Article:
We’ve covered a number of projects that assist makers who need to fill orders for their small businesses, or kitting. [Helmke] has sorted thousands of pieces of hardware that they include with 3D printed parts sold online. They have been developing an alternative, a modular system for sorting and packaging specific quantities of parts.
After the break, check out the latest video from their small but growing channel for a very clear walk-through of the counting system they’ve been iterating on. The 2nd video in the series explores solenoids, Geneva drives, and ultimately a sprocket to dispense a variable number of bolts from the sorting machine. The approach gives consistent results, easily to vary quantities, and is fast! These videos are also rich with lots of small details you might want to explore on your own like magnetic part feeding, discussions of different sensors for detecting and counting parts, 3D printed gear box designs, and we love the use of stackable crates for project enclosures.
We hope to see more videos from [Helmke] in the series as the project matures for deeper dives into the existing mechanisms and new features they develop next. Hungry for more? We’ve brought you everything from cutting and stripping wire, to SMD tape, to resistors, to laser-cut parts. Continue reading “Dispense 60 Bolts In 2.3 Seconds” →
Sorting out a mountain of screws and other workbench detritus by hand is a task that only appeals to a select few of us. [AdrienR] is not one of those people. He believes the job is better suited to a robot, so he built an intelligent and good-looking machine that does just that.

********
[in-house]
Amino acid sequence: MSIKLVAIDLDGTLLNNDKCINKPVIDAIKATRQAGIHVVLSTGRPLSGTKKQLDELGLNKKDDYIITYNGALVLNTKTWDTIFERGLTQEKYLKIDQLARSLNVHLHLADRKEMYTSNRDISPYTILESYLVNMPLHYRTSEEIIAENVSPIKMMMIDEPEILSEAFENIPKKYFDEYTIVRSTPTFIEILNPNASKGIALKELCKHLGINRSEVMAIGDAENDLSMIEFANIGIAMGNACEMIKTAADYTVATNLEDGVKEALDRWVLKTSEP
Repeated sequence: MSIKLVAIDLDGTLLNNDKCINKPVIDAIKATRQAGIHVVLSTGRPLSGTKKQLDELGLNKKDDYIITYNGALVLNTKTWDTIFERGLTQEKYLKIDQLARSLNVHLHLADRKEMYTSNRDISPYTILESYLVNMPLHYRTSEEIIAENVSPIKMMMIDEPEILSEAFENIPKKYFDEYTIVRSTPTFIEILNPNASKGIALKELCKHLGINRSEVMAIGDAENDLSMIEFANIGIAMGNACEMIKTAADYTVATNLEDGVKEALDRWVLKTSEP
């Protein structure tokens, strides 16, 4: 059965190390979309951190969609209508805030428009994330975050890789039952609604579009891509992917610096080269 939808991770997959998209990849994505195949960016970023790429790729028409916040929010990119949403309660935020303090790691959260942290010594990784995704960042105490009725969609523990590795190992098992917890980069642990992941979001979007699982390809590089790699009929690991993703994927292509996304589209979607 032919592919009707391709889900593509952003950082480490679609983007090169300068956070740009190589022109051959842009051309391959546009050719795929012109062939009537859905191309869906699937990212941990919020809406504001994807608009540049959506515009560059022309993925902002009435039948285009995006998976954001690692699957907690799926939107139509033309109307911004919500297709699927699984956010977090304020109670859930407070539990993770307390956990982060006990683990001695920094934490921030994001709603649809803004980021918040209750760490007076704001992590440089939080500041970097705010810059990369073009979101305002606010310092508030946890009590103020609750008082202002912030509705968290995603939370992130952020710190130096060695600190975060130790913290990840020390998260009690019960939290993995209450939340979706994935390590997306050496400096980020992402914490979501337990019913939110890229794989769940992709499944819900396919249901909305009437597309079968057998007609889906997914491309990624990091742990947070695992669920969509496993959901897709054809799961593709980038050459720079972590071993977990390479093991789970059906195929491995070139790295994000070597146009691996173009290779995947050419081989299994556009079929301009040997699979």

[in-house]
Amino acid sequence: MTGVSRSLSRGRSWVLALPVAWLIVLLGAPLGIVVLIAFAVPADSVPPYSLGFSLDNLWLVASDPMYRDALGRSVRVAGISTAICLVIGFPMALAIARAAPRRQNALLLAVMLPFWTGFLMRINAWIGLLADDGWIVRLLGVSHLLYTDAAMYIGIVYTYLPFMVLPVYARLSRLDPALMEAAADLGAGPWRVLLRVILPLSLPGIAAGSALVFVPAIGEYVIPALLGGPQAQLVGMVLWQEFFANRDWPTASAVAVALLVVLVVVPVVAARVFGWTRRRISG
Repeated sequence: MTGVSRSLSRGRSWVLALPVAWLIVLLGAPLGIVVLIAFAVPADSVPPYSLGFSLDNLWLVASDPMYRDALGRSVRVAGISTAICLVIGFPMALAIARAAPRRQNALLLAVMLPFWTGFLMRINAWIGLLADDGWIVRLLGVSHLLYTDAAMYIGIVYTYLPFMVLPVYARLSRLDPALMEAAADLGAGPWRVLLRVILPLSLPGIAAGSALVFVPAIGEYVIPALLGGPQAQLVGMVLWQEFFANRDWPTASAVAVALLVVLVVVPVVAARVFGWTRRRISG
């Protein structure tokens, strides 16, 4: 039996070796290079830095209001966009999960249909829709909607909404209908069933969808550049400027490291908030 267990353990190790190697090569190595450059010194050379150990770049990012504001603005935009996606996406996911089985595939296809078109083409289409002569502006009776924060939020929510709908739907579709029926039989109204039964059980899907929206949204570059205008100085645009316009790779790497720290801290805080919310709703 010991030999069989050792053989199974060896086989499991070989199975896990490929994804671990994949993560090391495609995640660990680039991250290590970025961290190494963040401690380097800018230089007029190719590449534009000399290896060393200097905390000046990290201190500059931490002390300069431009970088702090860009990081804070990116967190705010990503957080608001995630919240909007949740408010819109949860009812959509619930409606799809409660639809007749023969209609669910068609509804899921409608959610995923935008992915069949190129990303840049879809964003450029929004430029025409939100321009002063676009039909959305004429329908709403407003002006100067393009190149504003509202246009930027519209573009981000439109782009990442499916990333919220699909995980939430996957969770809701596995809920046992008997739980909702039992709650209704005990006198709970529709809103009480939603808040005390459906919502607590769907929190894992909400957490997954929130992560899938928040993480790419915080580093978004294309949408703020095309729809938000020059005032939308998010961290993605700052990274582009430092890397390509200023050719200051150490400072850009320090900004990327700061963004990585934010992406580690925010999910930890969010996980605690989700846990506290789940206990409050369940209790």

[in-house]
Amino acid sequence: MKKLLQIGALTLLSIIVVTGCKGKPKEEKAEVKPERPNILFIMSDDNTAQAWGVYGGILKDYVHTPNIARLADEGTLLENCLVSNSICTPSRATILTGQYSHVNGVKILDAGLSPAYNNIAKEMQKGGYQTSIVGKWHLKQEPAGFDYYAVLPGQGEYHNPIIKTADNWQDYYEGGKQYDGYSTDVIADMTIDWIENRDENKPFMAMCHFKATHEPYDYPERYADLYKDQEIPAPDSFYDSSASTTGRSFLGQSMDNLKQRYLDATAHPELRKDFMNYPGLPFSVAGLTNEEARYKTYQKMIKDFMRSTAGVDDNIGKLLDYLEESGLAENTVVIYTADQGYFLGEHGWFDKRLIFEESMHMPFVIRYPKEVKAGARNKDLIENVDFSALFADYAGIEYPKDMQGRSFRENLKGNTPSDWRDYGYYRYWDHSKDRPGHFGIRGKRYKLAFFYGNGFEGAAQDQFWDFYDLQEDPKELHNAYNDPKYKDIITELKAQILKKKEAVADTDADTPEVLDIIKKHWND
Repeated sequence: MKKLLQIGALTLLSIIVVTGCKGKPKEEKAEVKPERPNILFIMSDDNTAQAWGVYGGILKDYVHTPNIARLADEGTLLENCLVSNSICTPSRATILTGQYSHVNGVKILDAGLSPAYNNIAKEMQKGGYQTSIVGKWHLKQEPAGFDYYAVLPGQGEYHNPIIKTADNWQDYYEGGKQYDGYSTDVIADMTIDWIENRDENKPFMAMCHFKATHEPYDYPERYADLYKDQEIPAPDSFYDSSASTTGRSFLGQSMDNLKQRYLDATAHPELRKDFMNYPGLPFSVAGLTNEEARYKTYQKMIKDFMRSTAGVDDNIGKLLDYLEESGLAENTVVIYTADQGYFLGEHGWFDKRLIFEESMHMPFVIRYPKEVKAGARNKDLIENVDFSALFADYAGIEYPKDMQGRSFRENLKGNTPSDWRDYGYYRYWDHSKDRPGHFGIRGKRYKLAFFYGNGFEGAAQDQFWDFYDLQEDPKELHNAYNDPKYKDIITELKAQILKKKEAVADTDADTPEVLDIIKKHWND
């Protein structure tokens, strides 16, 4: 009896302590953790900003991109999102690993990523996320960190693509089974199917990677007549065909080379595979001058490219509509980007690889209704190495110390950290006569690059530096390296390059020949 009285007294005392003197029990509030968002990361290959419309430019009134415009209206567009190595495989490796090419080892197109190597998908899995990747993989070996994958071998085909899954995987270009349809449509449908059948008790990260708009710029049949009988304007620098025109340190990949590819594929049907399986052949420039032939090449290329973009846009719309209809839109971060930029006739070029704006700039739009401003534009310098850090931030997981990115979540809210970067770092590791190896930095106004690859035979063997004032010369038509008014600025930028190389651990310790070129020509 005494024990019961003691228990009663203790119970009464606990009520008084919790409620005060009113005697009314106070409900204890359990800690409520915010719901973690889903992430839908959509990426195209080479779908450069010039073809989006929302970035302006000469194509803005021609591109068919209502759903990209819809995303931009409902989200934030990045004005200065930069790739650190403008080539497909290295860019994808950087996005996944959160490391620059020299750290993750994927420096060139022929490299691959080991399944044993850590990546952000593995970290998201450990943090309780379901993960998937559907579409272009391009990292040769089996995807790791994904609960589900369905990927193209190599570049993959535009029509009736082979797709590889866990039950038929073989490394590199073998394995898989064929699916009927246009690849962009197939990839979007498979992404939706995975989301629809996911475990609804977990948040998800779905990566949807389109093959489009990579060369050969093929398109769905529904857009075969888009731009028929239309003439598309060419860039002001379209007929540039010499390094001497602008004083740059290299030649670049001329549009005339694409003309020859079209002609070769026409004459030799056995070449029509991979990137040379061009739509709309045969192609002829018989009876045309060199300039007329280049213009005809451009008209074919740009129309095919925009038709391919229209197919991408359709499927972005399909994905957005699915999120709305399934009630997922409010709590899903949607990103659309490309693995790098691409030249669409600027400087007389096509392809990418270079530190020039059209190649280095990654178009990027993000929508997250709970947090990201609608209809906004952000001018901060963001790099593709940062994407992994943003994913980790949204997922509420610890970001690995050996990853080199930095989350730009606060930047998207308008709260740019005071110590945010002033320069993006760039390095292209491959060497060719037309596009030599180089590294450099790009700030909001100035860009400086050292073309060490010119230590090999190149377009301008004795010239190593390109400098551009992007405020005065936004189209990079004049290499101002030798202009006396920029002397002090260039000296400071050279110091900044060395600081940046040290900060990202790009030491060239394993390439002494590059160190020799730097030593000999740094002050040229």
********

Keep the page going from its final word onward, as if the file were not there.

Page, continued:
[Adrien]’s sorting bot is capable of organizing a hodgepodge of parts quickly and effectively. He simply scatters the parts on the light box work surface, illuminates it, and takes a picture with a downward-facing web cam. An algorithm studies the parts and their positions using OpenCV image processing, and sends the triangulation back to the arm so it can pick and place the parts into laser cut boxes using a home brew electromagnet.
[Adrien] calls this a work in progress. He plans to control it with a Raspberry Pi so it can be a standalone unit, and will probably move the parts boxes to the outside curve. Drop yourself past the break to see it sort.
If delta robots are more your sort, this one has balls. Colored balls.
Continue reading “This Light-Up Sorter Is A Bright Idea” →
It’s a common situation faced by every hard-working American – you get home after a long day at the calcium mines, and find yourself stuck with a pile of colored golf balls that simply aren’t going to sort themselves. Finally, you can put away your sorting funnels and ball-handling gloves – [Anthony] has the solution.
That’s right – it’s a delta robot, tasked with the job of sorting golf balls by color. A Pixy2 object tracking camera is used to survey the table, with the delta arms twitching around to allow the camera to get an unobstructed view. Once the position of the balls is known, a bubble sort is run and the balls rearranged into their correct color order.
[Anthony] readily admits the bubble sort is very inefficient at this task; it was an intentional choice so it could be later compared with other sorting methods. [Anthony] also goes into detail, sharing the development process of the suction gripper as well as discussing damping methods to reduce noise.
Delta machines are always fun to watch, and are a good choice for sorting machines. We’ve seen some really tiny ones, too. Video after the break.
Continue reading “Delta Robot Is Sorting Golf Balls And Taking Names” →